Seventy-five years ago, Silicon Valley was fruit orchids and Detroit was dominating the most exciting industry in the nation. "Things can change," Steve Case said of the tidal shifts of the U.S. innovation economy.
The famed entrepreneur and venture capitalist—who co-founded AOL before anyone believed in the Internet, and now heads the venture capital firm Revolution—visited Johns Hopkins on Thursday night to kick off a new speaker series.
Anchor Ventures, a partnership between JHU's Tech Ventures and the University of Maryland's equivalent, will host monthly gatherings to nurture connections for local entrepreneurs and investors. Funded by TEDCO, the events are inspired by a similar "café" model in Boston. Thursday's conversation was moderated by TEDCO CEO George Davis.
As the inaugural speaker, Case—whose Rise of the Rest tours focus on emerging startup scenes outside the traditional hubs—shared insight on what that scene looks like, both locally and nationally. Among his thoughts:
On what other cities can learn from Silicon Valley: "The high degree of collaboration and connectivity" in the tech hotspot should serve as inspiration, Case said, along with its openness to risk. "There's a fearlessness in Silicon Valley, ... that spirit of adventure and possibility."
On the "third wave of the Internet": Waging battle against giants like Google and Amazon—or even developing eye-catching apps—is "yesterday's battle," Case said. Today's innovators need to focus on revolutionizing fundamental industries—health care, agriculture, smart cities, etc.—from the ground up. Pointing to Baltimore's health sector, Case said the "real task is getting [new tech] integrated" with formal partnerships so regulators can approve it and doctors can actually use it.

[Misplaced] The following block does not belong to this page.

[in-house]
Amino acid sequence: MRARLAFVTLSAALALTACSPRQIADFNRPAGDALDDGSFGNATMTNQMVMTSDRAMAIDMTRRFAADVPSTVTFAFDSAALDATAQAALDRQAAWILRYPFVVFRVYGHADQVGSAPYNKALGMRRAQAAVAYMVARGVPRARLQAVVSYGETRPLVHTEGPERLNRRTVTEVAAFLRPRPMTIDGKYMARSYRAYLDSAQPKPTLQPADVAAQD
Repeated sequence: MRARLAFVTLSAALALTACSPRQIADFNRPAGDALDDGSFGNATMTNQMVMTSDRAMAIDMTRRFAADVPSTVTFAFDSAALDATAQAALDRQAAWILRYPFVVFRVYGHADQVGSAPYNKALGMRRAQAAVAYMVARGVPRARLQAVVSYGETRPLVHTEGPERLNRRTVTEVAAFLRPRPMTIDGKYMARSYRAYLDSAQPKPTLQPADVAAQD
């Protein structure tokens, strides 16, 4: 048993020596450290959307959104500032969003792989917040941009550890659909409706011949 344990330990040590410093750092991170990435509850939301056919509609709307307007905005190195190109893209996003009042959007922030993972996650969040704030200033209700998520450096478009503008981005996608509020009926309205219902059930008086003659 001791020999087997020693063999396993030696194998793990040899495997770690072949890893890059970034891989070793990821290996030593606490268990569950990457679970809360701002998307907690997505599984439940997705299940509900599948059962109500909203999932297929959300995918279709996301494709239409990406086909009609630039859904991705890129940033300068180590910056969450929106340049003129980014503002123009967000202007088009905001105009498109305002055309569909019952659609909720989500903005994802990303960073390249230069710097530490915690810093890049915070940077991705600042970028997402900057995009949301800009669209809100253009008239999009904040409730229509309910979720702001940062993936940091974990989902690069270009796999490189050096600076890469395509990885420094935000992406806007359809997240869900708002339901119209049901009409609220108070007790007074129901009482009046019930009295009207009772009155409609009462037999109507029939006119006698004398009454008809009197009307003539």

On the frenzy for Amazon HQ2: To the 218 cities—including Baltimore—that failed to make the list of 20 finalists being considered to host Amazon's second headquarters, Case encouraged harnessing the same collective energy that went into creating their pitches toward local innovation. "How do you create the next Amazon as opposed to luring some portion of the existing Amazon?"
On lessons from Rise of the Rest: "What's fascinating to me is every city has its own story" connected to its past, Case said of his six road trips to more than 30 cities. Pittsburgh, for example—once steel capital powering the Industrial Revolution—is a now a hub for robotics. Post-Katrina New Orleans has developed an "ed tech cluster" to reinvent its previously failing school system.
On Baltimore's potential: The city's strong health sector, adjacency to D.C., and "tremendous base of talented companies and organizations, Hopkins and Under Armour among them," offer huge advantages for its innovation culture, Case said—if the local community "can get organized and connected and attract more capital."
What's next for Anchor Ventures?
The next event for the speaker series, with a special focus on medical solutions, will take place March 15 at the UMBC Columbus Center in the Inner Harbor.